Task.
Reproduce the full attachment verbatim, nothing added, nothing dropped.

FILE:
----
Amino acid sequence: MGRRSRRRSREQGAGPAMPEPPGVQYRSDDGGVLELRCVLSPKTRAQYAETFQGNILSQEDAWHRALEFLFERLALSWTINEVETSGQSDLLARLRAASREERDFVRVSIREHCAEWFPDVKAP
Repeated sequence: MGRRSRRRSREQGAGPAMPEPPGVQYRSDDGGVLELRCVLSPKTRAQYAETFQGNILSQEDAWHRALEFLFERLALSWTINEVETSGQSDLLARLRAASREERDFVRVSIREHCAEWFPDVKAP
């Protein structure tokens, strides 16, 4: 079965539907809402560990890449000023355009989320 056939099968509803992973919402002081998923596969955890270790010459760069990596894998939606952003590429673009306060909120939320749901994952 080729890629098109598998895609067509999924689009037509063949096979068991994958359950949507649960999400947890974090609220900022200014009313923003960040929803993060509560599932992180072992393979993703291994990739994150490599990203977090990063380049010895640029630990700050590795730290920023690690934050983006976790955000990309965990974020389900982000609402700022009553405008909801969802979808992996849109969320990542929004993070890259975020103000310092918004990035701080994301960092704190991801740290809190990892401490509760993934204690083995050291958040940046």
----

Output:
Amino acid sequence: MGRRSRRRSREQGAGPAMPEPPGVQYRSDDGGVLELRCVLSPKTRAQYAETFQGNILSQEDAWHRALEFLFERLALSWTINEVETSGQSDLLARLRAASREERDFVRVSIREHCAEWFPDVKAP
Repeated sequence: MGRRSRRRSREQGAGPAMPEPPGVQYRSDDGGVLELRCVLSPKTRAQYAETFQGNILSQEDAWHRALEFLFERLALSWTINEVETSGQSDLLARLRAASREERDFVRVSIREHCAEWFPDVKAP
């Protein structure tokens, strides 16, 4: 079965539907809402560990890449000023355009989320 056939099968509803992973919402002081998923596969955890270790010459760069990596894998939606952003590429673009306060909120939320749901994952 080729890629098109598998895609067509999924689009037509063949096979068991994958359950949507649960999400947890974090609220900022200014009313923003960040929803993060509560599932992180072992393979993703291994990739994150490599990203977090990063380049010895640029630990700050590795730290920023690690934050983006976790955000990309965990974020389900982000609402700022009553405008909801969802979808992996849109969320990542929004993070890259975020103000310092918004990035701080994301960092704190991801740290809190990892401490509760993934204690083995050291958040940046």